Saturday was the 82nd win of his career, but his first without Johnson. Like Johnson, he hadn’t won since 2017 and it was fair to start questioning if he and Byron were a good fit. For one night at least, they put those questions to bed.

Paint scheme of the weekend

Michael McDowell has secured a number of new sponsors for the No. 34 Front Row Motorsports Ford this season (Digital Ally, Chicago Pneumatic Compressors, etc.). Some schemes have been better than others, and Saturday’s newest design was perhaps his best yet.

This is the third CarParts.com scheme McDowell has run this season, and is clearly the best of the bunch. The predominantly blue color with orange numbers is a beautiful contrast. McDowell didn’t get the upset win he wanted, but this scheme was certainly a winner.

Better than last year?

Last year’s July race at Daytona was rain-shortened with Justin Haley winning after seemingly endless lightning delays. The race ended with 33 laps to go, and the threat of rain made for some great racing before the weather finally hit.

But come on, Saturday’s race was an instant classic. Between the ongoing points battle, the differing pit strategies and the big wrecks at the end, this race had it all. Top it all off with another first-time winner – this time under non-weather related conditions – and you have a race better than last year.

Playoff picture

After four races, a three-month break for a global pandemic and 22 more races, the 2020 NASCAR playoff field is officially set.

As mentioned above, Byron, Bowyer and DiBenedetto will complete the 16-driver playoff field, with Johnson, Erik Jones and Reddick just missing the cut.

Kevin Harvick, Hamlin and Keselowski lead the field in playoff points and will begin the postseason at the top of the standings.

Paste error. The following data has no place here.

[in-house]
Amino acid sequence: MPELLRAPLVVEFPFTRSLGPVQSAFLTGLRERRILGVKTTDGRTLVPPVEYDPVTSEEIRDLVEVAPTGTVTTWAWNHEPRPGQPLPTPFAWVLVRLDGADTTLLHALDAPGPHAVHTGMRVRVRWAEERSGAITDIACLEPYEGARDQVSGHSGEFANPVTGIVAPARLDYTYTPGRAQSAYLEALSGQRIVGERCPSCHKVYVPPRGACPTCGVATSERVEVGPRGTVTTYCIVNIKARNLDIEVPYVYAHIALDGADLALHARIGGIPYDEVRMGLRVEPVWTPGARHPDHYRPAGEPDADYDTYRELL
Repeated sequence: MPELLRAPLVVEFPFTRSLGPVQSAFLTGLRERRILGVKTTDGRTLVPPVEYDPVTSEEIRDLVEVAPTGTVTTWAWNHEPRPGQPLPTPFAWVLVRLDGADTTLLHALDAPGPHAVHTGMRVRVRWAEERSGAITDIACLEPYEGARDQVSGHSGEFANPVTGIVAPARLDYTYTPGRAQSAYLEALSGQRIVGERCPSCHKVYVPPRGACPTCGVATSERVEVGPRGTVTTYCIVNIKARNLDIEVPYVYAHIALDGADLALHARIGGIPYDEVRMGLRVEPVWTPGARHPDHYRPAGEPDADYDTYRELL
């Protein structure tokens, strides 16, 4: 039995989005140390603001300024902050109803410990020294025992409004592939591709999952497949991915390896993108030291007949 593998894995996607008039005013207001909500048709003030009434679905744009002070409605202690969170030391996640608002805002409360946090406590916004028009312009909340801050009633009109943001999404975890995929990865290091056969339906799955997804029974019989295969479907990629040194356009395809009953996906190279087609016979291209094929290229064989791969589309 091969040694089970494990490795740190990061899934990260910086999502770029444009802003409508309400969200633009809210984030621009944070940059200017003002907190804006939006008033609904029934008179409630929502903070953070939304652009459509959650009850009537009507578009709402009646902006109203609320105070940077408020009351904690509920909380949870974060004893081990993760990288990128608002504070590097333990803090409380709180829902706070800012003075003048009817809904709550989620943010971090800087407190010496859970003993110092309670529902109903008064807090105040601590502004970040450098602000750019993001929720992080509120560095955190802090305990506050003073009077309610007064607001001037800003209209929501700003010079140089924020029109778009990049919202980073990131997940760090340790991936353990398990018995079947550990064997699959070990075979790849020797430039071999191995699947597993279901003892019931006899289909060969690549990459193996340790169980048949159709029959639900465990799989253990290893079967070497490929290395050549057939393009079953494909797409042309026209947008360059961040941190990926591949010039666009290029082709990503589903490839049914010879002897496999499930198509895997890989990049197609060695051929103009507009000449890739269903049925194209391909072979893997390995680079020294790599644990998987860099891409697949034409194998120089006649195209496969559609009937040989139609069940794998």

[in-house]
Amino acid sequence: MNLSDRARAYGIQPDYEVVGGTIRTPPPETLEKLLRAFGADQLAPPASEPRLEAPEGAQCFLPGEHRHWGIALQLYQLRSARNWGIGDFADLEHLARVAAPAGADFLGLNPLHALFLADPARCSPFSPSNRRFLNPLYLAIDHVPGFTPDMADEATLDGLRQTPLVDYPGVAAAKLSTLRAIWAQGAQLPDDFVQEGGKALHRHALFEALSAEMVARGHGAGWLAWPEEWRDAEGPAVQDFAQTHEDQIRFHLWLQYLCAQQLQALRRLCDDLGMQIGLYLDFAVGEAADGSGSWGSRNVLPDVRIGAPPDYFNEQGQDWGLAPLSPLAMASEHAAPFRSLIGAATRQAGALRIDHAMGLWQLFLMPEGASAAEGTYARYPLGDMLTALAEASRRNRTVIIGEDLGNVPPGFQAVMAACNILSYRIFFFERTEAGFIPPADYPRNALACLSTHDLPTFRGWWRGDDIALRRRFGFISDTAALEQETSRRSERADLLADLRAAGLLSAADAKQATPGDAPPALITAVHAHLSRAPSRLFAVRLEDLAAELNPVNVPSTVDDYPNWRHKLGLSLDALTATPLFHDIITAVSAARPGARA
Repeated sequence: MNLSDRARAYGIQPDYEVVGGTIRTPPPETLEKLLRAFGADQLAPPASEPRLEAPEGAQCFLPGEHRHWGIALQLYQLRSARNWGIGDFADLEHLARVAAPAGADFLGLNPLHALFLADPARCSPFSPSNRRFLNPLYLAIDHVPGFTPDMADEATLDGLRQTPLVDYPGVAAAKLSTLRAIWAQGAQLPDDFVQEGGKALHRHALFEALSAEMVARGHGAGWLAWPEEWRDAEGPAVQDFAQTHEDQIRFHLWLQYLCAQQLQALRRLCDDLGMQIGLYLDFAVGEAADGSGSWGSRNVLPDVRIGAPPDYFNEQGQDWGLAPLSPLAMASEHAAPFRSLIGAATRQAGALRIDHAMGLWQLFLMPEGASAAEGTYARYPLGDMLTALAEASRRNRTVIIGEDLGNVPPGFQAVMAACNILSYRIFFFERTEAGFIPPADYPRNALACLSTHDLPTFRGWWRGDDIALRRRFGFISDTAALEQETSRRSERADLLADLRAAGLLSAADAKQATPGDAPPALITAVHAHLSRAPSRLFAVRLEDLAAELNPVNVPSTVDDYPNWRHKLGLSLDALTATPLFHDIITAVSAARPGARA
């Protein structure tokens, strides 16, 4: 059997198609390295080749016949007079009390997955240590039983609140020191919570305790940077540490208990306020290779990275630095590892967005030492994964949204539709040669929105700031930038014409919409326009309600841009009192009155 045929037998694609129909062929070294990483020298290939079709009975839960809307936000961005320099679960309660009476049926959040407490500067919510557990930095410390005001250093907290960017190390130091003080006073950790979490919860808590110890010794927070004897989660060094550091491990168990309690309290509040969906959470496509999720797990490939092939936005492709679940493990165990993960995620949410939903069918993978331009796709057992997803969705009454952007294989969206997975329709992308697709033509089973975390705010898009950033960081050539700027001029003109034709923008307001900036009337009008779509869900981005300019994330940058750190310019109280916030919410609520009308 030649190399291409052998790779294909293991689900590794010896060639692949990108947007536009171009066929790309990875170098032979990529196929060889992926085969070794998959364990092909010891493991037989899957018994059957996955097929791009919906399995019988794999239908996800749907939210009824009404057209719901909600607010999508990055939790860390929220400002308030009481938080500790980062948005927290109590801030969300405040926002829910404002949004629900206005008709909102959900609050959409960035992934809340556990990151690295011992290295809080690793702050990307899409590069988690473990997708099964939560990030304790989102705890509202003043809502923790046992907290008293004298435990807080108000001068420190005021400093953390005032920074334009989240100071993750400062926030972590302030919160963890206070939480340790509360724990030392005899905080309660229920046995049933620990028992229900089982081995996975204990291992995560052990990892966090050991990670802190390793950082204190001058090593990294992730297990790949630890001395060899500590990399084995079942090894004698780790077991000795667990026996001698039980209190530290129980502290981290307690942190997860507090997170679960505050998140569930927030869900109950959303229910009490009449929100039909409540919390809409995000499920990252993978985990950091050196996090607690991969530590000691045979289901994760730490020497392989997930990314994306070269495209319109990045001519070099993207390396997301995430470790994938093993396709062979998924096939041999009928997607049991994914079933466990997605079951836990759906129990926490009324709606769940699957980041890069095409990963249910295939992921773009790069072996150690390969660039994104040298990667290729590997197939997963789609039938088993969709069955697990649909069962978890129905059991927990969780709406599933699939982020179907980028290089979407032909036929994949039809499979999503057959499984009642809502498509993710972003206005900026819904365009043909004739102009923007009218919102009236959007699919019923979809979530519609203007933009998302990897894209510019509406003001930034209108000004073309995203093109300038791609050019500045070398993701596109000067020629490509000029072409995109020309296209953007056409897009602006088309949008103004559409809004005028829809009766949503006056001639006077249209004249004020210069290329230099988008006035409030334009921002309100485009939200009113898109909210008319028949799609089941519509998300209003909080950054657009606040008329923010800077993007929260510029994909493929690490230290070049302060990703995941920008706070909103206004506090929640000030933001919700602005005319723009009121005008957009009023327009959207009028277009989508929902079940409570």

What’s next?

The Cup Series heads back to where the post-pandemic schedule all started. This time, it’s the traditional throwback Labor Day Weekend at Darlington Raceway. The Cookout Southern 500 is set for Sunday at 6 p.m., as the playoffs will begin with the Round of 16. This will be the first playoff race Darlington has hosted since the inaugural “Chase for the Cup” in 2004.

About the author

Frontstretch columnist | Website

Logan Reardon, 23, has followed NASCAR since before he could talk. He's taken his passion for the sport and turned it into a budding writing career. Logan also works for NBC Sports as an editor and the Seattle Seahawks as a freelance writer. Follow him on Twitter at @LoganReardon20.

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All in all I think the race was entertaining as well. Best race we’ve seen at Daytona in a long time. If Reddick had just stayed low in front of Hamlin who knows what might have happened.

Carl D.

It was a good night for racing…. no threat of rain, and four playoff positions still to be decided in a final regular season race at thrilling Daytona Speedway. The race didn’t disappoint, though the results were certainly disappointing Jimmie Johnson fans. They will just have to be happy with his legacy, and the fact that he ran this race like a tiger just let out of his cage.